A doctor told jurors yesterday in the nation’s first Vioxx-related civil trial that he believes the drug contributed to the death of a Texas man, 59, who had an arrhythmia linked to a heart attack in 2001.
“His taking of Vioxx caused and/or contributed to his heart attack,” Dr. David Egilman said in a direct challenge to Vioxx maker Merck & Co.’s assertion that it has no relation to irregular heartbeats.
Carol Ernst, the widow of Robert Ernst, is the plaintiff in the first of more than 4,200 state and federal lawsuits across the country to go before a jury.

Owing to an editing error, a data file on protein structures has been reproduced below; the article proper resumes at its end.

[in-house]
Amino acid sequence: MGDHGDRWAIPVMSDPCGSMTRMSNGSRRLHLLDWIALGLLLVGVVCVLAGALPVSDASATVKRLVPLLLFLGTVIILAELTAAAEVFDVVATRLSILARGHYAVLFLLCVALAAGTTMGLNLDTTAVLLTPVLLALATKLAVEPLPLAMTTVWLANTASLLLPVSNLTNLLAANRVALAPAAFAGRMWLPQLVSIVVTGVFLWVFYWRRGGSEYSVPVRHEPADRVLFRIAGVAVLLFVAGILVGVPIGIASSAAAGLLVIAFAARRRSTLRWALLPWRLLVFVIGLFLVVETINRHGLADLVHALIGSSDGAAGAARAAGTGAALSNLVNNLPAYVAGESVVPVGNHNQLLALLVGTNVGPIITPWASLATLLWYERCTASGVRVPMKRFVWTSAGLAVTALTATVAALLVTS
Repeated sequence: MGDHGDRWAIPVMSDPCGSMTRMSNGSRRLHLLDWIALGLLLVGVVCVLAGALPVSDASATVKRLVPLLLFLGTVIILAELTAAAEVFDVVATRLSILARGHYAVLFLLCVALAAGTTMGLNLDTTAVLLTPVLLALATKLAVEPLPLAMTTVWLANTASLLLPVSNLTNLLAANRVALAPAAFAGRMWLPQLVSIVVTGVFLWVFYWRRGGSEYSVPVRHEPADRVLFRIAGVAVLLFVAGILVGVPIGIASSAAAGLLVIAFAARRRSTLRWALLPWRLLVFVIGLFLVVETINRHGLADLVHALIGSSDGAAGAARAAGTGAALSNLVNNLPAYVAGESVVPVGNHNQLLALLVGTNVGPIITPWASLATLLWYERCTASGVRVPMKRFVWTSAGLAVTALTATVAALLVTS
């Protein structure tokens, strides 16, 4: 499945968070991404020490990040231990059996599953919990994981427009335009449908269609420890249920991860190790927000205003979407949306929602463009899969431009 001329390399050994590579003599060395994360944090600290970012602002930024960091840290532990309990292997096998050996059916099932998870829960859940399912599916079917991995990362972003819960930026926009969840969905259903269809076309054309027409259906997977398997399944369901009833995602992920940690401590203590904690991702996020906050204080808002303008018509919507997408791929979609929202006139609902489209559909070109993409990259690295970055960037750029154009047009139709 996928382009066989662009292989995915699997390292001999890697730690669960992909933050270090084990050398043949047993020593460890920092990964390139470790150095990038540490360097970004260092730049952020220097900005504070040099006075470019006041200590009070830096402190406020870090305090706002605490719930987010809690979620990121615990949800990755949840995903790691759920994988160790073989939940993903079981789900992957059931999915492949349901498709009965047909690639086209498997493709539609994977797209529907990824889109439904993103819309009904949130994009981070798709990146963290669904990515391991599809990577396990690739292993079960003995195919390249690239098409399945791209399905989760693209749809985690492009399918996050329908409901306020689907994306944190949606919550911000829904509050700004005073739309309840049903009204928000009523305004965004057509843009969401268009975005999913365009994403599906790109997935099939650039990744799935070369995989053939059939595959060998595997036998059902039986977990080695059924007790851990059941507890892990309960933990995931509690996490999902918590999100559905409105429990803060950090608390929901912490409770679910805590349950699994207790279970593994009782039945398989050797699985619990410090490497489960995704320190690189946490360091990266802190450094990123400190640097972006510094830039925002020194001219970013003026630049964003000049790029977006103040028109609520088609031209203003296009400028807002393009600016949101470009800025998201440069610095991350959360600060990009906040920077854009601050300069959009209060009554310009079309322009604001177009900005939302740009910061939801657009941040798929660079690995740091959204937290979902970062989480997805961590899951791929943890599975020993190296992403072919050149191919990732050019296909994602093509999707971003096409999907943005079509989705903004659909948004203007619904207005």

Egilman, a public health professor at Brown University, also testified that he resisted prescribing Vioxx at his former family practice clinic in Braintree, Mass., because he disputed Merck’s assertion that the painkiller was safe years before the drug was pulled.
Merck voluntarily took Vioxx off the market in September when a study showed it could double heart attack or stroke risk if taken for 18 months or longer, but the firm argues heart attack and arrhythmia aren’t interchangeable.